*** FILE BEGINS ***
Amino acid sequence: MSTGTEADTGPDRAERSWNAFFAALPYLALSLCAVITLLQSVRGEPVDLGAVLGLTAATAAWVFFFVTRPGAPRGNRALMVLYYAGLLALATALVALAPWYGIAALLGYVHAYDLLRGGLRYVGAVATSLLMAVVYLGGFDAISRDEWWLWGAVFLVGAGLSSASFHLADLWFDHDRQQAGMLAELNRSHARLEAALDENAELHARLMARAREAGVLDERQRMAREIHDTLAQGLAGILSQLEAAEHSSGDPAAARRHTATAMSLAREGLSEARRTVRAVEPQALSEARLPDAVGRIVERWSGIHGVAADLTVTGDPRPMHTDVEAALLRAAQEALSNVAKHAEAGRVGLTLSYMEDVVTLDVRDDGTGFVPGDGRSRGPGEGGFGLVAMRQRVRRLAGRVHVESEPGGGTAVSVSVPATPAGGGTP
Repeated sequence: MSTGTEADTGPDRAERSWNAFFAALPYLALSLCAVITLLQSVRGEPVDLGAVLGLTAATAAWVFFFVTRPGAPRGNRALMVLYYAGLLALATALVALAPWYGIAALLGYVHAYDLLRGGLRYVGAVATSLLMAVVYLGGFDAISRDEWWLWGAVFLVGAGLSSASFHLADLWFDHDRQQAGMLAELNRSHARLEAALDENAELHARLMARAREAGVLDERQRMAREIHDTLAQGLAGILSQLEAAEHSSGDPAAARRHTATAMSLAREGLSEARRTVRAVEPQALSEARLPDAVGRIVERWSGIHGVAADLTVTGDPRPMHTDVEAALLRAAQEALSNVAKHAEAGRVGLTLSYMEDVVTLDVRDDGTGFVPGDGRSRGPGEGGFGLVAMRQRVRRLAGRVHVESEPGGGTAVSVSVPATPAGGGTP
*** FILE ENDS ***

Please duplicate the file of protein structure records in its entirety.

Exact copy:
Amino acid sequence: MSTGTEADTGPDRAERSWNAFFAALPYLALSLCAVITLLQSVRGEPVDLGAVLGLTAATAAWVFFFVTRPGAPRGNRALMVLYYAGLLALATALVALAPWYGIAALLGYVHAYDLLRGGLRYVGAVATSLLMAVVYLGGFDAISRDEWWLWGAVFLVGAGLSSASFHLADLWFDHDRQQAGMLAELNRSHARLEAALDENAELHARLMARAREAGVLDERQRMAREIHDTLAQGLAGILSQLEAAEHSSGDPAAARRHTATAMSLAREGLSEARRTVRAVEPQALSEARLPDAVGRIVERWSGIHGVAADLTVTGDPRPMHTDVEAALLRAAQEALSNVAKHAEAGRVGLTLSYMEDVVTLDVRDDGTGFVPGDGRSRGPGEGGFGLVAMRQRVRRLAGRVHVESEPGGGTAVSVSVPATPAGGGTP
Repeated sequence: MSTGTEADTGPDRAERSWNAFFAALPYLALSLCAVITLLQSVRGEPVDLGAVLGLTAATAAWVFFFVTRPGAPRGNRALMVLYYAGLLALATALVALAPWYGIAALLGYVHAYDLLRGGLRYVGAVATSLLMAVVYLGGFDAISRDEWWLWGAVFLVGAGLSSASFHLADLWFDHDRQQAGMLAELNRSHARLEAALDENAELHARLMARAREAGVLDERQRMAREIHDTLAQGLAGILSQLEAAEHSSGDPAAARRHTATAMSLAREGLSEARRTVRAVEPQALSEARLPDAVGRIVERWSGIHGVAADLTVTGDPRPMHTDVEAALLRAAQEALSNVAKHAEAGRVGLTLSYMEDVVTLDVRDDGTGFVPGDGRSRGPGEGGFGLVAMRQRVRRLAGRVHVESEPGGGTAVSVSVPATPAGGGTP